After an unprecedented voter response from the registrants of the College of Veterinarians of British Columbia (CVBC), 91.5 percent of those who voted cast their ballots in favour of banning the cosmetic tail docking of dogs, horses and cattle, and tail alteration in horses. The decision bringsBritish Columbia in line with a majority of provinces across Canada and supports the Canadian Veterinary Medical Association’s (CVMA) position on the practices.
“Veterinarians in B.C. have advanced animal welfare in the province through this vote,” says College President Dr. Brendan Matthews. “B.C. now joins the four Atlantic provinces, and Quebec, on banning these cosmetic procedures.”
No scientific evidence supports a welfare or medical benefit for tail docking or alteration, but evidence does show a detrimental effect on behaviour and animal communication, as well as the risk for infection and phantom pain.
Some breed associations continue to resist bans because of historical practices. However, Matthews points out, “veterinarians have an ethical responsibility to the animals they treat and tail docking goes against that responsibility. We ask other provinces to follow suit and for breed associations to recognize the changing times.” In addition to cosmetic tail docking and tail alteration, ear cropping is banned in B.C.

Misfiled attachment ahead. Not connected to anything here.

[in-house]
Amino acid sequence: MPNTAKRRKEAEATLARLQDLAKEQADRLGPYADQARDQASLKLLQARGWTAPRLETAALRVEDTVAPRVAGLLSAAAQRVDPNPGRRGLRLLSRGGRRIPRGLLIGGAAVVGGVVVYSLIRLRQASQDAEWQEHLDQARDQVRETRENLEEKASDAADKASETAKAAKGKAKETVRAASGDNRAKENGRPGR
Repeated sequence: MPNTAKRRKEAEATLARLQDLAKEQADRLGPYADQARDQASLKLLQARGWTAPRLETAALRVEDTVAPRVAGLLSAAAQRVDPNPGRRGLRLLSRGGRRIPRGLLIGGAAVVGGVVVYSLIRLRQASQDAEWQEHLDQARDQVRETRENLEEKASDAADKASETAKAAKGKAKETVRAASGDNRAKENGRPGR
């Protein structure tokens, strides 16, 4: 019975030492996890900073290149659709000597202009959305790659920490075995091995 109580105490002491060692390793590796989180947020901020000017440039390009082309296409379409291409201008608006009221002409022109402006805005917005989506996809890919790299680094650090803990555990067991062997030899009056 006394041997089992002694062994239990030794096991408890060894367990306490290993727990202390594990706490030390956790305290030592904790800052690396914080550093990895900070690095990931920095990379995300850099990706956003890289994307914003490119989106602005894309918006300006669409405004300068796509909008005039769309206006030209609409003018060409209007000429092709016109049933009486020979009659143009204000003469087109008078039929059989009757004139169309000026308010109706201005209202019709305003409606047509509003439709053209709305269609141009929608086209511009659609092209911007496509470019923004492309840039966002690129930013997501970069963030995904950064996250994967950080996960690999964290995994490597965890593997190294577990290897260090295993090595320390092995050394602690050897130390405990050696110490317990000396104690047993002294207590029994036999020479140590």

The ban makes the practice of tail docking and alteration, along with ear cropping, an unethical practice of veterinary medicine, and veterinarians found continuing the practice will face disciplinary action from the CVBC. The Prevention of Cruelty to Animals Act authorizes the BC SPCA to investigate and recommend charges against any person, veterinarian or otherwise, believed to be carrying out such procedures.
For more information contact the College of Veterinarians of British Columbia (CVBC) at 604-929-7090. Learn more about the CVBC at http://www.cvbc.ca